In the words of Coldplay, “Home, home, where I wanted to go.”
A fifteen hour car ride is not something to look forward to, especially when you’re in a van that hardly works and is filled to a point where people are laying on the floor. Gyumri to Shushi means driving from one end of Armenia to the other. With a few scenic stops on the way the trip was expected to take at least 12 hours.
We left Gyumri at 7 am on the dot. All of us were dead tired, and annoyed to be leaving our Gyumri family. The men tied the luggage to the roof that was actually slippery from rain. One by one, we walked out of the house and cuddled Unger Gevork, our pseudo-father in Gyumri, until he made us get in our bus. Obviously I snatched shotgun, and we were on.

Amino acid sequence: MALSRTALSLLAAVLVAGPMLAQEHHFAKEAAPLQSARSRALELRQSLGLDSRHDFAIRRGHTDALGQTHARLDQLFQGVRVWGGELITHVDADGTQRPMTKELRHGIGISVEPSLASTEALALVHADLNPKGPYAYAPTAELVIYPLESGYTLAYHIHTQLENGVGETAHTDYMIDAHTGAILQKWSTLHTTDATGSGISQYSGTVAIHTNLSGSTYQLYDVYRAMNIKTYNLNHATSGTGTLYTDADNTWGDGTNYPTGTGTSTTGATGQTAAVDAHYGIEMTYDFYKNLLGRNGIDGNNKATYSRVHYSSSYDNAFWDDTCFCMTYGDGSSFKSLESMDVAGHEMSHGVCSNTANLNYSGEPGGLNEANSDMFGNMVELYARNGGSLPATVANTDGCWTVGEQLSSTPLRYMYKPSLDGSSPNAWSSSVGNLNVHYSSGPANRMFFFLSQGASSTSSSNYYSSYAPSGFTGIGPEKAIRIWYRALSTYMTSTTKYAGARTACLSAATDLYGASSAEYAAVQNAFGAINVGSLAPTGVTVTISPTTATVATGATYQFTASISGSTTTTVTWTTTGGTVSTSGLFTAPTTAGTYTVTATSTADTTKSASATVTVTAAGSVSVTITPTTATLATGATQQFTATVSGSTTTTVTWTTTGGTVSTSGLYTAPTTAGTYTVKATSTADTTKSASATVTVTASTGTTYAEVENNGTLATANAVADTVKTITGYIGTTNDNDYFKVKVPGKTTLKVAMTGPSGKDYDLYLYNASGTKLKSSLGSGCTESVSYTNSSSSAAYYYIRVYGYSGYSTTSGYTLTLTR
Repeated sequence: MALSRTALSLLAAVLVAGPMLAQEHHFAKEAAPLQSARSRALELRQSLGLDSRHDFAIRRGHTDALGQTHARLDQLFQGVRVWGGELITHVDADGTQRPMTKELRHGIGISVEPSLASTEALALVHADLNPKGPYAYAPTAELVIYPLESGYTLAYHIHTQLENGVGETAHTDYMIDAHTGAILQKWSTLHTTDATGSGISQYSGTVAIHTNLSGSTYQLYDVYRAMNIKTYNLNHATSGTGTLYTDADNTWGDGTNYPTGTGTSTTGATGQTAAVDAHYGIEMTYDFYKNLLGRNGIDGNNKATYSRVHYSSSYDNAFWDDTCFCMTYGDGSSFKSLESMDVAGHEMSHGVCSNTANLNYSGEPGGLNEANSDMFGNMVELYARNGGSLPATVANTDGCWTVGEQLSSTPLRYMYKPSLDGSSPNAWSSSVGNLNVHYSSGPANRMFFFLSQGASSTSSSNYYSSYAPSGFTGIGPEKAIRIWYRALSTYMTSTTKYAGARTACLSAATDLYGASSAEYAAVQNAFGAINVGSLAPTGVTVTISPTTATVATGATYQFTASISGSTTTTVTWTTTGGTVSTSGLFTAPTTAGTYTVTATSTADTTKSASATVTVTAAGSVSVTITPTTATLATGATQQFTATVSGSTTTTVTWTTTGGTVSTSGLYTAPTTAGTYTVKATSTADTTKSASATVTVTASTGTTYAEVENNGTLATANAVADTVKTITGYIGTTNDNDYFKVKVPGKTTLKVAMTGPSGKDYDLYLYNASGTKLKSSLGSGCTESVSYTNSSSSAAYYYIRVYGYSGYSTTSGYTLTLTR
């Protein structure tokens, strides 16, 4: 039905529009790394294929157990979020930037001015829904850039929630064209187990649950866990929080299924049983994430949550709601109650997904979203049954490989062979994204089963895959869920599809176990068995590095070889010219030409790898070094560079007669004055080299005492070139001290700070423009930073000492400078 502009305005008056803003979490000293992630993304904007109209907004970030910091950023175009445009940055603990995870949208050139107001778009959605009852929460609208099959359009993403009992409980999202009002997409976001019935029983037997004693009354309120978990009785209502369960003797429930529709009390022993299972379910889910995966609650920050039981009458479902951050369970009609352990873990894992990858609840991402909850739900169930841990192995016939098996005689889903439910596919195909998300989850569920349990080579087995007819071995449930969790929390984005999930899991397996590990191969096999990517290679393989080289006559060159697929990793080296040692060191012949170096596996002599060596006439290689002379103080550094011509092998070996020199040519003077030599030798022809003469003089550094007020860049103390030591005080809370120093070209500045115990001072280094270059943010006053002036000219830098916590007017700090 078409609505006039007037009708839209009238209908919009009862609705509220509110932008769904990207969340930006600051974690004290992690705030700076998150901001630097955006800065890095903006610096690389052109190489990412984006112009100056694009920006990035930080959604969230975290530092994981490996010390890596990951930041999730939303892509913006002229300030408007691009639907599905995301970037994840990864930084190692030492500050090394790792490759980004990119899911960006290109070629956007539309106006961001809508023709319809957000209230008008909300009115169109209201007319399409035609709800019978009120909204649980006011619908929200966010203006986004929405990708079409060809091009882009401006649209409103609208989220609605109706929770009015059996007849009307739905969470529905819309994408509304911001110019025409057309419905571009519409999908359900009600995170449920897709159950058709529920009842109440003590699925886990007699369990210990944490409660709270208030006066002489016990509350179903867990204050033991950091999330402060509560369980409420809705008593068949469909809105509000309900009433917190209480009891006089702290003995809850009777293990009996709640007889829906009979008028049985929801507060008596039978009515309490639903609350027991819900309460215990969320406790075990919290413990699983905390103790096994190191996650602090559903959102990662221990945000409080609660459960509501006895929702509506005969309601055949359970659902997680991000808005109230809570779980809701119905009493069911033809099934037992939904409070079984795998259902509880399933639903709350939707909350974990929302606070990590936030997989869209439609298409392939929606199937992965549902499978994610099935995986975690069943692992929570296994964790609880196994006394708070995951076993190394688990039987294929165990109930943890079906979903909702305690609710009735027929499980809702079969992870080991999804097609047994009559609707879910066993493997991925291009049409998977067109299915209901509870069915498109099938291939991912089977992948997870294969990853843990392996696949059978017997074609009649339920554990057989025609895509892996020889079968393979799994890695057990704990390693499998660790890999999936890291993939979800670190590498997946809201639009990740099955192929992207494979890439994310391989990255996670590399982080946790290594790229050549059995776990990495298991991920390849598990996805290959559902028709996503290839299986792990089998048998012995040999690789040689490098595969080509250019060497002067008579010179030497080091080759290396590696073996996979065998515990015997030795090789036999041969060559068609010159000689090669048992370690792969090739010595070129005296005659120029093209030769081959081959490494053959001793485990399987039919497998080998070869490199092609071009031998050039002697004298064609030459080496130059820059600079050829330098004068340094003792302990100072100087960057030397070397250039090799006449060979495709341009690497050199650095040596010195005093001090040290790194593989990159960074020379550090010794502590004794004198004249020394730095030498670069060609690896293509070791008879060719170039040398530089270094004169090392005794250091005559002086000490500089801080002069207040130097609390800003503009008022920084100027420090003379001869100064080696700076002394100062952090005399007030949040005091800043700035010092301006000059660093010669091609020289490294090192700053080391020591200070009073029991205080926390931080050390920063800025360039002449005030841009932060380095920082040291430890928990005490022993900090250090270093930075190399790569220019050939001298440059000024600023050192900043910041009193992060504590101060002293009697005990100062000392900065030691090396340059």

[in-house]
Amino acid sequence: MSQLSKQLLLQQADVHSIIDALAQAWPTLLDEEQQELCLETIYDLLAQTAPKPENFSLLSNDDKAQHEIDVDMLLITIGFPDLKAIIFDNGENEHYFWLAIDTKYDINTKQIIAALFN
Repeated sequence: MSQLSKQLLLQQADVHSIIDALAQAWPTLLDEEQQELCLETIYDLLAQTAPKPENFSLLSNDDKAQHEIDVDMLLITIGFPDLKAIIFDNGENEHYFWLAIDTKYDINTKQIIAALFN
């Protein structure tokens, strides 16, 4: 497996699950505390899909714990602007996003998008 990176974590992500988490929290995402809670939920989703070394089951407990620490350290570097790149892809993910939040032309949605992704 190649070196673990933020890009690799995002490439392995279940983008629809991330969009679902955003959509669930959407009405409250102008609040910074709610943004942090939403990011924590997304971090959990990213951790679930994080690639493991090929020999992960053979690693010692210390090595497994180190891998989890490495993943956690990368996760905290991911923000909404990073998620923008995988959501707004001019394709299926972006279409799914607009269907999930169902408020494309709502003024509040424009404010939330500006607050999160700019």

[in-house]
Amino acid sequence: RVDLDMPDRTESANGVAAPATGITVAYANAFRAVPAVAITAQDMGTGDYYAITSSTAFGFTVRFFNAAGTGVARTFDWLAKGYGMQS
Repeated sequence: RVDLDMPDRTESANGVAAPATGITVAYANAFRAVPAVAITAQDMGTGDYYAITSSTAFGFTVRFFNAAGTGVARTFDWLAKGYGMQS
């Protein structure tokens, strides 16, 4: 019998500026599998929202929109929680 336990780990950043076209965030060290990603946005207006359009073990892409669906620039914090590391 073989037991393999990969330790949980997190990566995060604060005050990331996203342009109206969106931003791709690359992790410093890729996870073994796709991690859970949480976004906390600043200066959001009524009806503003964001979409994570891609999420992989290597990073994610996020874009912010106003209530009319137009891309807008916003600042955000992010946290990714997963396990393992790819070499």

I was really not looking forward to stopping a trillion times on the way, because I had been to Armenia several times. Each spot on the way had a memory that would never be replaced. Our first stop was Khor Virab. Although this is a very special place for Armenians, seeing it more than most locals, I had no interest. I knew the spot for pictures with Ararat in the background would take two hours, because everyone would want that romantic picture with Armenia’s occupied treasure. I decided not to take the ladder to the pit where Krikor Lousavoritch survived 13 years. Pretty much I was being a princess, thinking I’m the coolest person in the world because I had been to Armenia before. Then the Armenia first timers walked out and through their emotions I remembered my first time there. Slowly I became excited for them. I was no longer rushing to get out of there; I just sat to myself for a while and remembered all the memories I had throughout the years. Finally we all boarded the van and took off to my favorite place in Armenia.